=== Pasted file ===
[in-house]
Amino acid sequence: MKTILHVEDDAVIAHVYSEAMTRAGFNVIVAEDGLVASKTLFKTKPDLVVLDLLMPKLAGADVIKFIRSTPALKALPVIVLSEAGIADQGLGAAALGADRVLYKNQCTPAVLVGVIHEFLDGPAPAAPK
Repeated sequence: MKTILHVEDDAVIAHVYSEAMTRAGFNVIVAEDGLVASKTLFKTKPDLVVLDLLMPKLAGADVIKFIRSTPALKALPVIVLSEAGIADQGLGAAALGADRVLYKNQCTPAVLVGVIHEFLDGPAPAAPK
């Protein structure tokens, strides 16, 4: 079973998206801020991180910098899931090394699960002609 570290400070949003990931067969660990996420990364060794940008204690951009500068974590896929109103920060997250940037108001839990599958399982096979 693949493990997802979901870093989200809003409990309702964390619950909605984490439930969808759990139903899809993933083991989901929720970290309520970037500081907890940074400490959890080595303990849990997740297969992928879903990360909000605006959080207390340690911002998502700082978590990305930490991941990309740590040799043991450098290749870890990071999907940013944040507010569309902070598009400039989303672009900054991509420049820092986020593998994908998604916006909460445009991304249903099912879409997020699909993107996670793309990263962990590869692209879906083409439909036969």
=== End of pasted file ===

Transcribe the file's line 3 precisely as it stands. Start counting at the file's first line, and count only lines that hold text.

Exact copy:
Repeated sequence: MKTILHVEDDAVIAHVYSEAMTRAGFNVIVAEDGLVASKTLFKTKPDLVVLDLLMPKLAGADVIKFIRSTPALKALPVIVLSEAGIADQGLGAAALGADRVLYKNQCTPAVLVGVIHEFLDGPAPAAPK